A GP Investigates Osteopathy : Rohan Osteopathy Posts
  Our clinics are based in Benson nr Wallingford and Abingdon (Locations Link). We are accepted by all major insurance companies. By checking company or family policies patients often find they are covered for a course of treatment.

• Osteopaths are trained to recognise and treat a number of causes of pain and dysfunction and all osteopaths are recognised under the auspices of the `Osteopaths Act` (1993). Further information relating to how osteopaths treat, the philosophy behind treatment and also what to expect when visiting an osteopath can be found in our FAQs section. More information is available at the osteopathic information pages or you can phone me to discuss any aspects of treatment on t: 01491-838866 

Rohan Iswariah D.O. is a fully trained osteopath, registered with the General Osteopathic Council since its inaugeration in May 2000. I gained my qualification from  The British School Of Osteopathy  in 1983 and have been in full time practice treating all age groups for a wide range of conditions ever since. All osteopaths are required to undertake regular development and training (CPD). Here is a list of courses and lectures that I have attended since 2004 as part of a continual learning and advancement process. 

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A GP Investigates Osteopathy

by rohan iswariah on 01/09/16

How Effective Is Osteopathy?

A GP investigates.
These are comments made by Dr Laura Hollingworth and published in The Sutherland Cranial College Magazine (Summer 2012/No 34).

She wrote in 2011, 
“Last year my pattern of recommendation for the treatment of a variety of musculoskeletal conditions altered significantly from physiotherapy to osteopathy, so my appraiser suggested I look at outcomes of treatment”.
The method she used was to look at the outcomes of 53 patients seen by the osteopath between October 2010 and December 2011.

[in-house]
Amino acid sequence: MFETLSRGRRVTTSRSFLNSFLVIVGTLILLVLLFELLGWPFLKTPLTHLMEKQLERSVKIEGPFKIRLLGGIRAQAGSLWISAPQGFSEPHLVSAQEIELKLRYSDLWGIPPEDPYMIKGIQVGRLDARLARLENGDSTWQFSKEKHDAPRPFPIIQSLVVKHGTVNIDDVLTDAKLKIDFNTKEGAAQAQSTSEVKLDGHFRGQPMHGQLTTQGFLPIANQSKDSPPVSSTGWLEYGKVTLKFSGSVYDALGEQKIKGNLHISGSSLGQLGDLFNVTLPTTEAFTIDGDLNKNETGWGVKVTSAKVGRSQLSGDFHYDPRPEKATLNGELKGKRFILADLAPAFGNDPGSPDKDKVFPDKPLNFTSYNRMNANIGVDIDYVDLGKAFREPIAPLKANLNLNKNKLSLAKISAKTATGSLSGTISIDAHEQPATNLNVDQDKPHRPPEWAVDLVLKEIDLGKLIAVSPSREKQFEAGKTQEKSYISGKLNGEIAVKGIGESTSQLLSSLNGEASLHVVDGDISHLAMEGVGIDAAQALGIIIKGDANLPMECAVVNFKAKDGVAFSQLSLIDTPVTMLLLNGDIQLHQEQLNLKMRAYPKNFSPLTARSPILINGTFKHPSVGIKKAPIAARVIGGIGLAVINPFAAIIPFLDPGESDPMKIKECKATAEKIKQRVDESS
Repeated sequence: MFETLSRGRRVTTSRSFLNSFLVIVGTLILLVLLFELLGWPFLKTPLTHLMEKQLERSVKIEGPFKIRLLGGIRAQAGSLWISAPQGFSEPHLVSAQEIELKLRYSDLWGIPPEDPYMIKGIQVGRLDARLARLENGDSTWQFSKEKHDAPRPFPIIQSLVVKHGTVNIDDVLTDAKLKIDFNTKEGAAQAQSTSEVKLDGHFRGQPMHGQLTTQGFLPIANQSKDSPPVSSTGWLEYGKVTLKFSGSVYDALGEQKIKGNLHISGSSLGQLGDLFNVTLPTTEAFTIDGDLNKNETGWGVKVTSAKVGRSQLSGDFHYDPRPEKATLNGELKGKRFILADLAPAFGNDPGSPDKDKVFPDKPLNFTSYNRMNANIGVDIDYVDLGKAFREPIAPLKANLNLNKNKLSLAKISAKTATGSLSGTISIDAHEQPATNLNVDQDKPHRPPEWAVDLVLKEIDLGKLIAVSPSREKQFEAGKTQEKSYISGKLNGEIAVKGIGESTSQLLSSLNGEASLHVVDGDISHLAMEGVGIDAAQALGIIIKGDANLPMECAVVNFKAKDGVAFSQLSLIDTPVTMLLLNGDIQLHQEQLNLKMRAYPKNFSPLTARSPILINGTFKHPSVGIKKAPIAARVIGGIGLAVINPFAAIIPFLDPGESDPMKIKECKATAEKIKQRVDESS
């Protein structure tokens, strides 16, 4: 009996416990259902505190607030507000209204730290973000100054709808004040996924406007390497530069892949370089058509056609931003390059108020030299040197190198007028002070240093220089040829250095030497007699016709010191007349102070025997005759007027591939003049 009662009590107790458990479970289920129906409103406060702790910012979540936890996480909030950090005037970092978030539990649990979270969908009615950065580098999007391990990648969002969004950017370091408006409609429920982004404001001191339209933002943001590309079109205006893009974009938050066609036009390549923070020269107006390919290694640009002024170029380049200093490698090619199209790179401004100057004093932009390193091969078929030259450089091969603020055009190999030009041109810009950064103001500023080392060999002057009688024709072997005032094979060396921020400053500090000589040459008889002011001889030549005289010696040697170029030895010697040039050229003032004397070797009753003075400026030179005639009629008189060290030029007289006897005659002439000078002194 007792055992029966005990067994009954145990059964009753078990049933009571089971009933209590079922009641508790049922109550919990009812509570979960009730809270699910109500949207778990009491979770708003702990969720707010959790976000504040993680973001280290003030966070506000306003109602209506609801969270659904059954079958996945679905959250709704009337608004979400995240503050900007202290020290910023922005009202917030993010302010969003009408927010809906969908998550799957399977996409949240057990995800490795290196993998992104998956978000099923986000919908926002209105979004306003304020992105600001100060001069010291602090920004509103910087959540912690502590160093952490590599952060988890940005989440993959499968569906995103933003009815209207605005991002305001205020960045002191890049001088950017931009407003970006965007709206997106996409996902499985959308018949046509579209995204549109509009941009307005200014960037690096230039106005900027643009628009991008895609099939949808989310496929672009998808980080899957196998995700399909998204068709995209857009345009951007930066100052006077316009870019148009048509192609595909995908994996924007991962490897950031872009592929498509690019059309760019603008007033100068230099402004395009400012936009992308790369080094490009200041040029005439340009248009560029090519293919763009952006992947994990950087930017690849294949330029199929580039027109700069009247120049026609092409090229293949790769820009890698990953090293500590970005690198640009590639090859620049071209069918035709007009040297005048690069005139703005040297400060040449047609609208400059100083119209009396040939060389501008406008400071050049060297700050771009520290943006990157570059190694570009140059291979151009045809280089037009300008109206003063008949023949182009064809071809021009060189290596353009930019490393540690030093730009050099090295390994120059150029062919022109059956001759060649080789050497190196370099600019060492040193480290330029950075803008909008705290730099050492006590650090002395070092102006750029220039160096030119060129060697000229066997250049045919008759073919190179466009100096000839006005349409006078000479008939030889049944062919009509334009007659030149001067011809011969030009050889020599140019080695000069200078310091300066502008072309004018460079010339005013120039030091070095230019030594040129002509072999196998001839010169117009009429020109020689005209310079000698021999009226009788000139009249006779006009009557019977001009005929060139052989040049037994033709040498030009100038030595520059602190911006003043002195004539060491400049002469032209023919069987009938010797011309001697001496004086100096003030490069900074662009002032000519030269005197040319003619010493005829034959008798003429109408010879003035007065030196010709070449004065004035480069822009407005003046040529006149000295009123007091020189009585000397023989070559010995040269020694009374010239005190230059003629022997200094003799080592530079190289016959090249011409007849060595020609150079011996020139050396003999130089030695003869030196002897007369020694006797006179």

Patients presented with low back, neck and shoulder, TMJ, Colic, Headache and migraine, Groin strain, and IBS.
Of those patients 37 did not require further GP appointments. Only 5 needed further appointments for pain killers or sick notes. 11 required further treatment or investigations.
In conclusion Dr Hollingworth said “This is a very simple study and should not be over-interpreted” but then goes on to discuss the findings.
Osteopaths are trained to diagnose and treat as primary healthcare practitioners and as such Dr Hollingworth states that “One patient was seen by the osteopath and referred straight back to the GP with a diagnosis of a lesion at C6 [in the neck]; “
This was confirmed by imaging and the patient required surgery.
Dr Hollingworth goes on to say in the discussion section, “...many of the referrals were straightforward Musculoskeletal problems and dealt with as such”, then adds, “...there was a subgroup which had more complex symptomatology where osteopathic treatment resolved unexpected symptoms”.
Finally Dr Hollingworth notes that and I quote directly, “From July 2011 onwards, the range of problems being referred became much wider and the rate of recommendation also increased.” And she then continues “I think the explanation for this is that I was learning more about osteopathy, both from personal experience and reading, and had more confidence in the treatment (and the practitioner).”
She concluded with a reflective comment “So-back to GP education”.
It is worth noting that all GPs and osteopaths have to undertake regular educational activity as part of their professional development and registration.

Rohan Iswariah D.O. (osteopath)
www.localosteopath.com 

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